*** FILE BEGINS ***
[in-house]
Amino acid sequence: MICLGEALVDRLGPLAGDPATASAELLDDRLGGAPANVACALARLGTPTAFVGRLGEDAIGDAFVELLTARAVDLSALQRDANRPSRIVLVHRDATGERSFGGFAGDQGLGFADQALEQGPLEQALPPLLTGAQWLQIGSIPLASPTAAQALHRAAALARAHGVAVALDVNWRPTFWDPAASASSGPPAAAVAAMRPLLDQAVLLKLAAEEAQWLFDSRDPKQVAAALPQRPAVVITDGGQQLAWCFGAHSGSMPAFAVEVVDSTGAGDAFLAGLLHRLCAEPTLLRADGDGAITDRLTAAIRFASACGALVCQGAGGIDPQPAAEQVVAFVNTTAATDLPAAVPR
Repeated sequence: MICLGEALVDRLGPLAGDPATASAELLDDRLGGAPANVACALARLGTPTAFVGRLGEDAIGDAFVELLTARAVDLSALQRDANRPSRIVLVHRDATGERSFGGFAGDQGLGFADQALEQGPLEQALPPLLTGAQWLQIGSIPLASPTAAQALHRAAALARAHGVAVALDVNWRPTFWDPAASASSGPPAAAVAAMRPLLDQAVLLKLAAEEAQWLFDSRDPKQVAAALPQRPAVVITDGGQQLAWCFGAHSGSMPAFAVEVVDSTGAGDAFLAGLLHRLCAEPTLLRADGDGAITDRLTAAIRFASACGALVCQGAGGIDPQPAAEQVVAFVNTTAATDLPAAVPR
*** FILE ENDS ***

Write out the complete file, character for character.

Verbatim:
[in-house]
Amino acid sequence: MICLGEALVDRLGPLAGDPATASAELLDDRLGGAPANVACALARLGTPTAFVGRLGEDAIGDAFVELLTARAVDLSALQRDANRPSRIVLVHRDATGERSFGGFAGDQGLGFADQALEQGPLEQALPPLLTGAQWLQIGSIPLASPTAAQALHRAAALARAHGVAVALDVNWRPTFWDPAASASSGPPAAAVAAMRPLLDQAVLLKLAAEEAQWLFDSRDPKQVAAALPQRPAVVITDGGQQLAWCFGAHSGSMPAFAVEVVDSTGAGDAFLAGLLHRLCAEPTLLRADGDGAITDRLTAAIRFASACGALVCQGAGGIDPQPAAEQVVAFVNTTAATDLPAAVPR
Repeated sequence: MICLGEALVDRLGPLAGDPATASAELLDDRLGGAPANVACALARLGTPTAFVGRLGEDAIGDAFVELLTARAVDLSALQRDANRPSRIVLVHRDATGERSFGGFAGDQGLGFADQALEQGPLEQALPPLLTGAQWLQIGSIPLASPTAAQALHRAAALARAHGVAVALDVNWRPTFWDPAASASSGPPAAAVAAMRPLLDQAVLLKLAAEEAQWLFDSRDPKQVAAALPQRPAVVITDGGQQLAWCFGAHSGSMPAFAVEVVDSTGAGDAFLAGLLHRLCAEPTLLRADGDGAITDRLTAAIRFASACGALVCQGAGGIDPQPAAEQVVAFVNTTAATDLPAAVPR